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Supplementary Materials and Resources for Podcast 29 - Documents

 

mySF Project: short stories and a radio used as scaffolds for analysis
of Post-Apocalyptic texts and Kelleher's Taronga

 

This page supports Podcast 29 of the mySF Project blog and podcast series, found at http://www.pataphysics.net.au/mysf_project/mysf_podcasts/index.html
You can find the full script for Podcast 29 at http://www.pataphysics.net.au/mysf_project/mysf_scripts/index.html

Index

 

Documents used for discussion and analysis
Links to the QTM project and personal pedagogies
Resource list

 

Documents used for discussion and analysis

The following documents were used, in the order below. The short stories were saved in an RTF format for use on the ActiveVision board, or as an audio mp3 file.

The following documents and texts were available through the class VLE for download and one, the short story by Damon Knight (1949), was given to the class in hard copy, read and discussed in the lesson prior to the focus class. The Bailey story was used in the class after the focus class.

‘The Smile’ by Ray Bradbury (1952) and the 30 minute X Minus One episode ‘A Pail of Air’ (Lefferts, 1956) were available as further reading and study for students to download through the VLE.

Documents and audio So
damonknight_not_bang.rtf

Knight, D. (1949). ‘Not with a Bang’. From The Magazine of Fantasy and Science Fiction, WWinter edition. Mystery House Publishing.

dalebailey_end_world.rtf

Bailey, D. (2004). ‘The end of the world as we know it’. Published in i style="mso-bidi-font-style:normal">Fantasy and Science Fiction, October/November, 2004.

 

Bradbury, R. (1952). ‘The Smile’. Published in Fantastic Magazine,, Number 19. Best Books.

xminusone_560328_APailOfAir.mp3

Lefferts, G. (1956). A Pail of Air. Radio broadcast adapted from the short story by Fritz Leiber and adapted by George Lefferts. The episode was number 44 and was broadcast by XMinus One on 28/3/1956. The file runs for around 26 minutes and takes up around 12 MegaBytes of space. The file is xminusone_560328_APailOfAir.mp3

class_focus_taronga_video_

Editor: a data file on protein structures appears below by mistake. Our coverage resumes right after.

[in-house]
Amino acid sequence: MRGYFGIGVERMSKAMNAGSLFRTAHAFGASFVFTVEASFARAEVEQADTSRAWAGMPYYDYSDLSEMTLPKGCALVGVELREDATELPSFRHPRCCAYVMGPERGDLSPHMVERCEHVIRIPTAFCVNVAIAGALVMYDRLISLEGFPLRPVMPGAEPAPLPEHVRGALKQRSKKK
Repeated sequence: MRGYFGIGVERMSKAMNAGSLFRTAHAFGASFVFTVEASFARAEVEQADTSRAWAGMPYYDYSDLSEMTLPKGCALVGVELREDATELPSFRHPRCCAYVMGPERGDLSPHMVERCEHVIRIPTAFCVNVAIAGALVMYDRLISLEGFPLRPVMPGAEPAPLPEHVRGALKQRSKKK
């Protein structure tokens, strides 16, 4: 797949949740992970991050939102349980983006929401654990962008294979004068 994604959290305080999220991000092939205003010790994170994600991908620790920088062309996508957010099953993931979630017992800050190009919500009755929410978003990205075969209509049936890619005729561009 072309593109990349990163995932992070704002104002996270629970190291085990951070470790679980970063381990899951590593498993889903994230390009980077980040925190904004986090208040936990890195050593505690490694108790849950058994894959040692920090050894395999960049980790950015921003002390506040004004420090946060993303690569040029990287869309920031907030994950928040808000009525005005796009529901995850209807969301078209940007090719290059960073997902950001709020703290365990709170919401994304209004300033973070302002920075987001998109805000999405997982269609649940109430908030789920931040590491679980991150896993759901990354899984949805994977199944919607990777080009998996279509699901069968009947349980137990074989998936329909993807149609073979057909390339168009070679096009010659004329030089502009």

response_page.doc
Word 2003 sheet used for the focus class

 

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Links to the QTM project and personal pedagogies

 

The focus class is a QTM project, based on the introduction of the Quality Teaching model to schools in the region. The focus class follows several weeks of work, as described in the background Teacher's Guide to the study. The outcomes for the focus class relate to 'Intellectual Quality', specifically 'Deep Knowledge' and 'Deep Understanding' (NSWDET, 2006a: 16).

 

'Deep knowledge' must focus on a number of key concepts within topics, requiring clear articulation of the relationships between and among concepts. Further, the task should require "sustained focus on key concepts and ideas" (NSWDET, 2006a: 16).

 

'Deep understanding' requires students to demonstrate deep rather than superficial understanding of their learning and "requires students to provide information, arguments or reasoning that demonstrate deep understanding" (NSWDET, 2006a: 18).

 

Suggested classroom practice could include the mapping of outcomes and content so that the lesson focuses on illustrating significant concepts while addressing manageable amounts of content, with "select specialised resources including the Internet and multimedia (NSWDET, 2006: 17).

 

Suggestions for deep understanding include a "range of opportunities within the lesson for students to demonstrate deep understanding, eg problem solving in a group, [and] developing or answering probing questions" (NSWDET, 2006: 19).

 

As seen in the background section, the writer's personal pedagogies follow modified Constructivist models based in the Jonassen Constructivist Learning Environment (CLE) model, looking to offer complex and ill-defined problems to students as part of problem-solving (Ilomaki et al, 2003 & McLoughlin and Luca, 2001).

 

It is hoped the focus class and the whole unit of work outlined here satisfies these complementary pedagogies.

 

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Resource list

Ilomäki, L. (Ed.), Jaakkola, T., Lakkala, M., Nirhamo, L., Nurmi, S., Paavola, S., Rahikainen [Veermans], M. & Lehtinen, E. (2003). Principles, models and examples for designing learning objects (LOs) Pedagogical guidelines in CELEBRATE. A working paper for EU-funded CELEBRATE-project, delivered May 2003. Retrieved 7 May, 2005 from

http://www.helsinki.fi/science/networkedlearning/texts/principlesforlos.pdf

Jonassen, D. (1998) 'Designing Constructivist Learning Environments'. In C.M. Reigeluth (Ed.) Instructional theories and models. Mahwah, NJ: Lawrence Erlbaum Associates. [online] Available http://www.psu.edu/insys/who/jonassen/cle/cle.html

Kelleher, V. (1986). Taronga.  Scoresby, Victoria: Penguin Group Australia. Paperback 9780140326314

McLoughlin, C. and Luca, J. < (2001). 'Quality in online delivery: what does it mean for assessment in e-learning environments?", in Meeting at the Crossroads proceedings of Australasian Society for Computers in Learning in Tertiary Education (ASCILITE), 9-12 December, Melbourne.

NSWDET (2006). A classroom practice guide: Quality teaching in ACT Schools. Copyright NSW Department of Education and Training. Canberra: Publishing Services for the ACT Department of Education and Training.

NSWDET (2006a). An assessment practice guide: Quality teaching in ACT Schools. Copyright NSW Department of Education and Training. Canberra: Publishing Services for the ACT Department of Education and Training.

 

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ends

Michael Sisley

 

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